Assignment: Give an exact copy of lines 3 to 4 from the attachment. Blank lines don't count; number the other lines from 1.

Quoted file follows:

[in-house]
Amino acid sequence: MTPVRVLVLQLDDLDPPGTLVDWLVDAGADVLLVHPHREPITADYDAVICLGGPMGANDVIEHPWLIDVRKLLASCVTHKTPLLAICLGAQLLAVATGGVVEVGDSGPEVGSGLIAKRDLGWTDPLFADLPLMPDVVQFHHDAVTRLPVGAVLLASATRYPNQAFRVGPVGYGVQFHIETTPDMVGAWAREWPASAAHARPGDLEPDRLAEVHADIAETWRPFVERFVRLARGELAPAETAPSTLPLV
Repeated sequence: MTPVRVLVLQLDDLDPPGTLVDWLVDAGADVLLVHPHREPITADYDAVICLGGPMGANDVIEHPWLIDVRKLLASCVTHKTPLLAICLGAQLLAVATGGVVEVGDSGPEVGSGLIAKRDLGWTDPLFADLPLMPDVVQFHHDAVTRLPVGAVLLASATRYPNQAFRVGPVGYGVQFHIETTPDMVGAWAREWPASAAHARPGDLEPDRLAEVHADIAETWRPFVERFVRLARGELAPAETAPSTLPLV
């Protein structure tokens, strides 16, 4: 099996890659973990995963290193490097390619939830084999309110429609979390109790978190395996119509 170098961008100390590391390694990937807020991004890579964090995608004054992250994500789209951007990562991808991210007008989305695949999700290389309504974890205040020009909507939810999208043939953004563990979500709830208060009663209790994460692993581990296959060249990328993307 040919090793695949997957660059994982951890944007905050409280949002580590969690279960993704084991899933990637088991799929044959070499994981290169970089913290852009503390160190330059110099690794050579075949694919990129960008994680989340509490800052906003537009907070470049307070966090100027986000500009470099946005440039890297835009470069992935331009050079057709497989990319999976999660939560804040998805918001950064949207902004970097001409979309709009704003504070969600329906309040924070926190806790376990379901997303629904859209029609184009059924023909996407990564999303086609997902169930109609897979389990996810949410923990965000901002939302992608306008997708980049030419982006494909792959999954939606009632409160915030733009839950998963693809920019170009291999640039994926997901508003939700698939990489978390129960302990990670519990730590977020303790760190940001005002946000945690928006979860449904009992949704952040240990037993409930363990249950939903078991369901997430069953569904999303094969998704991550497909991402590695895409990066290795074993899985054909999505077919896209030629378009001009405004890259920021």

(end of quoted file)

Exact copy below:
Repeated sequence: MTPVRVLVLQLDDLDPPGTLVDWLVDAGADVLLVHPHREPITADYDAVICLGGPMGANDVIEHPWLIDVRKLLASCVTHKTPLLAICLGAQLLAVATGGVVEVGDSGPEVGSGLIAKRDLGWTDPLFADLPLMPDVVQFHHDAVTRLPVGAVLLASATRYPNQAFRVGPVGYGVQFHIETTPDMVGAWAREWPASAAHARPGDLEPDRLAEVHADIAETWRPFVERFVRLARGELAPAETAPSTLPLV
């Protein structure tokens, strides 16, 4: 099996890659973990995963290193490097390619939830084999309110429609979390109790978190395996119509 170098961008100390590391390694990937807020991004890579964090995608004054992250994500789209951007990562991808991210007008989305695949999700290389309504974890205040020009909507939810999208043939953004563990979500709830208060009663209790994460692993581990296959060249990328993307 040919090793695949997957660059994982951890944007905050409280949002580590969690279960993704084991899933990637088991799929044959070499994981290169970089913290852009503390160190330059110099690794050579075949694919990129960008994680989340509490800052906003537009907070470049307070966090100027986000500009470099946005440039890297835009470069992935331009050079057709497989990319999976999660939560804040998805918001950064949207902004970097001409979309709009704003504070969600329906309040924070926190806790376990379901997303629904859209029609184009059924023909996407990564999303086609997902169930109609897979389990996810949410923990965000901002939302992608306008997708980049030419982006494909792959999954939606009632409160915030733009839950998963693809920019170009291999640039994926997901508003939700698939990489978390129960302990990670519990730590977020303790760190940001005002946000945690928006979860449904009992949704952040240990037993409930363990249950939903078991369901997430069953569904999303094969998704991550497909991402590695895409990066290795074993899985054909999505077919896209030629378009001009405004890259920021």